This Little Piggy
This Little Piggy
13 years ago

Not to argue with you but you write, “I lowered my 401(k) and raised my deduction to have extra money to shovel at the debt anyway.” Good intentions, but of the $2789 less than 1/2 went towards debt repayment. Unless you mean repayment weekly?
Either way as long as you have a plan that works for you that’s the important thing.

Melissa A.
Melissa A.
13 years ago

I just started a new permanent job, and with all the deductions (benefits, union dues, life insurance, plus regular government deductions) I’m thinking it would be worth it to have the government take less income tax out of me. I know I filled out a tax form when I started the job, and on the back you had this option to have less tax taken out, but I guess I’ll have to contact Revenue Canada about that. Anyway, I always get disappointed when I don’t get a big return.

Kelly
Kelly
13 years ago

Uhmmm… what did your wife get to do with her share of the money?

J.D.
J.D.
13 years ago

Good question, Kelly. She’s saving it. She’s debt-free. I suspect she plans to use it for vacation this summer.

db
db
13 years ago

Little Piggy:

What $2789? That’s my comment, but not my figure. Nowhere did I claim that figure. My goal was to have the maximum possible paycheck every time I was paid to shovel at the debt.

JD is the one who got the $2789, not me.

Leo
Leo
13 years ago

I hate to admit it, but receiving a big tax refund is also a pleasure of mine. It’s obviously very nice to receive that check, especially as you are not expecting it.

Having said that, I reduced my tax withholding to $0 last year, as I have six kids and never have to pay taxes (that’s not the reason I have so many kids!) … and used the difference to fund my savings and debt reduction. I’m still waiting on a couple big checks from previous years though. Can’t wait!

Jag Nogg
Jag Nogg
13 years ago

I’m really surprised at the number of people that actually enjoy getting a refund. I honestly thought people would be outraged at this idea. To me, this is crazy. I’m not talking about the math involved either. The amount of interest you’ll accrue is usually negligible. I’m talking about behavior and mindset. 90% of personal finance is psychology. If you like the idea of a refund, you are basically telling yourself that you can’t be trusted with your own money. Your saying – I can’t manage my own money, so I’m going to get some “help” from the government (an… Read more »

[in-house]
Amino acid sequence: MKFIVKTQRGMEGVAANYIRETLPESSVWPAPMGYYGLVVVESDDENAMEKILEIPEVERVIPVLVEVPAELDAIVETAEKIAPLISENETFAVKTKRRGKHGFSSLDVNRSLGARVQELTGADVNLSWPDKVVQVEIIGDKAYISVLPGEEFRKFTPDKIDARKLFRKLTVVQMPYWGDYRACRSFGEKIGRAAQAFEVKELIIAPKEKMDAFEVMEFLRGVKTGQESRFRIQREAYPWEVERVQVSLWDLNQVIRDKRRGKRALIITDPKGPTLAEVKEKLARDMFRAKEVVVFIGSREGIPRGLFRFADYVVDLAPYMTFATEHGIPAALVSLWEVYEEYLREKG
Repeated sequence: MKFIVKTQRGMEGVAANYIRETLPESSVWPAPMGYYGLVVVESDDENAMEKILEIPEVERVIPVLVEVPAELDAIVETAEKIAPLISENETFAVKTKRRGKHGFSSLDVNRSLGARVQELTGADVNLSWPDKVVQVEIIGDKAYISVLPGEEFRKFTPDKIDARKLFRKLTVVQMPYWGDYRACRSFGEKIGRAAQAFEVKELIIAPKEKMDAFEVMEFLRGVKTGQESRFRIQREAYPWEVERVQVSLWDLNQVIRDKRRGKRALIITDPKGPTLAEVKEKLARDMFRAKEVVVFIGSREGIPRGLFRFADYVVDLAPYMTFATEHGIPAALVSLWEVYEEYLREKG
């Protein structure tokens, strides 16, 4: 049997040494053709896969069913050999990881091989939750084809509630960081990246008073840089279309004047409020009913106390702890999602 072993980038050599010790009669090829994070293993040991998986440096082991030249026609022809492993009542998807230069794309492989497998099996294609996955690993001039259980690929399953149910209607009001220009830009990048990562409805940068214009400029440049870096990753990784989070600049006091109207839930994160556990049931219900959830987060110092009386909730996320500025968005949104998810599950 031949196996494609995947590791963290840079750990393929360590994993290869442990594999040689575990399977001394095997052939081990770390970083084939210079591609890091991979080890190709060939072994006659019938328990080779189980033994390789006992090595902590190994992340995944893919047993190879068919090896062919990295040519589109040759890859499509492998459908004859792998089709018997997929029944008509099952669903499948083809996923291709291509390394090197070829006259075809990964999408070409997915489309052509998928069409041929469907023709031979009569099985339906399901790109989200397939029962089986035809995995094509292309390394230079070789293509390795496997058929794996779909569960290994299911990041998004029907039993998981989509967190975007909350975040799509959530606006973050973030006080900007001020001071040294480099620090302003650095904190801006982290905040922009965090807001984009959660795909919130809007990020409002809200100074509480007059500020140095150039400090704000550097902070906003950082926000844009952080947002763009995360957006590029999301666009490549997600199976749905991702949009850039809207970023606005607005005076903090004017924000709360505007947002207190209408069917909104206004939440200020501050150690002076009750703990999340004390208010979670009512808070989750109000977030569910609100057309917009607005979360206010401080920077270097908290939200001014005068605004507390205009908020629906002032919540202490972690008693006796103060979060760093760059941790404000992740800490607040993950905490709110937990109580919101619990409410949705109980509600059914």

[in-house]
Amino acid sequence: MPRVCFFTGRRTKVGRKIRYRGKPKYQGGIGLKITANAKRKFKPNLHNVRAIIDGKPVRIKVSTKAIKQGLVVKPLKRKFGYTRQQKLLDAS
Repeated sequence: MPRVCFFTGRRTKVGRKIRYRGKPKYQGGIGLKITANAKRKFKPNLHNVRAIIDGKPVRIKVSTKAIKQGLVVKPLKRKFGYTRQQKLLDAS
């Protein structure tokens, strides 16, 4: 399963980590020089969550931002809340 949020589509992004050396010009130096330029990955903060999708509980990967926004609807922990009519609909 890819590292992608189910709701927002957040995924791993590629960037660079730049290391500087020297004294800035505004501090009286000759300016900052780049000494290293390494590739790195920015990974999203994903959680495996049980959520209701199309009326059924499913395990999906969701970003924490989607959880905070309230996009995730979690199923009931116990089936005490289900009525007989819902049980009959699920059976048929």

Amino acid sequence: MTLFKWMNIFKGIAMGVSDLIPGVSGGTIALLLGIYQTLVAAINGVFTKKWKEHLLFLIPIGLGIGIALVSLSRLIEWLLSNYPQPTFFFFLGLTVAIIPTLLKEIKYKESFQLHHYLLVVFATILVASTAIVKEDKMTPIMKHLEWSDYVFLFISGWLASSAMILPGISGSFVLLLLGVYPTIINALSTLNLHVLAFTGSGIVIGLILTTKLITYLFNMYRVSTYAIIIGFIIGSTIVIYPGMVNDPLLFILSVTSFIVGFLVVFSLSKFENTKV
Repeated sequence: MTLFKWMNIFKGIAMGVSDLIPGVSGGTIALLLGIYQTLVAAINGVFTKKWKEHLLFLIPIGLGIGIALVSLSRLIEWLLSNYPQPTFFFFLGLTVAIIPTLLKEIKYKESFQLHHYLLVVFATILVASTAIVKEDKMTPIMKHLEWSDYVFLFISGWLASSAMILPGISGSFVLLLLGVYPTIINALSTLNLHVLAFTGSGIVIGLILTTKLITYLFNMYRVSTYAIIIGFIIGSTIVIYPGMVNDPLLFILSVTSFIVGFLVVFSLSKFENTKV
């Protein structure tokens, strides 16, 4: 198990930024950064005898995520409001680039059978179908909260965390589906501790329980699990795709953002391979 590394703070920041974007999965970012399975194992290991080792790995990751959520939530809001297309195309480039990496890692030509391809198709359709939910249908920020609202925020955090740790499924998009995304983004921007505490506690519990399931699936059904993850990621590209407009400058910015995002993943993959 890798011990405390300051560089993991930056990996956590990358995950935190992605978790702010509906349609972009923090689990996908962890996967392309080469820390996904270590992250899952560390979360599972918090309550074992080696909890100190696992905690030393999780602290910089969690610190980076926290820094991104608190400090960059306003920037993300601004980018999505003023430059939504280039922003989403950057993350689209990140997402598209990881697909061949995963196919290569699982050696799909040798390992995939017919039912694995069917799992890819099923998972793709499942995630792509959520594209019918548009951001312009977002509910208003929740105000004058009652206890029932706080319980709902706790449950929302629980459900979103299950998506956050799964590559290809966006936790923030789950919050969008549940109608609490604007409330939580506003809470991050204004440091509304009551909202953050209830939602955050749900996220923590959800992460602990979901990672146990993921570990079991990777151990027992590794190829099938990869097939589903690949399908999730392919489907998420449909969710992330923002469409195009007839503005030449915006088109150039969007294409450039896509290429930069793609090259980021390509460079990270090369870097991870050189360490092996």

brad
brad
13 years ago

@Jag Nogg: Everyone has different priorities when it comes to fiscal responsibility, and indeed there is no universal definition of fiscal responsibility. For many of us, building wealth is not the main focus of our lives, and if we forego a few dollars in interest each year because we withhold a bit too much from our paychecks, it’s not the end of the world. I think everyone here is fully aware that they’re not behaving in a financially optimal fashion and yet we’ve made the choice to do so. Setting your home thermostat at 70 degrees instead of 55 isn’t… Read more »

Jag Nogg
Jag Nogg
13 years ago

@Brad I understand what you are saying. In every day life I don’t take such a critical view of things, and the exact reason I took control of my finances is because I DON’T want it to be the main focus of my life. Taking control of your finances doesn’t mean obsessing over them. 95% of my finances are on auto-pilot right now. I was extra critical because this is a site about Getting Rich Slowly, and personal finance. To use your example – it’s like somebody posting an article to a engery conservation web site entitled “A Contrarian View:… Read more »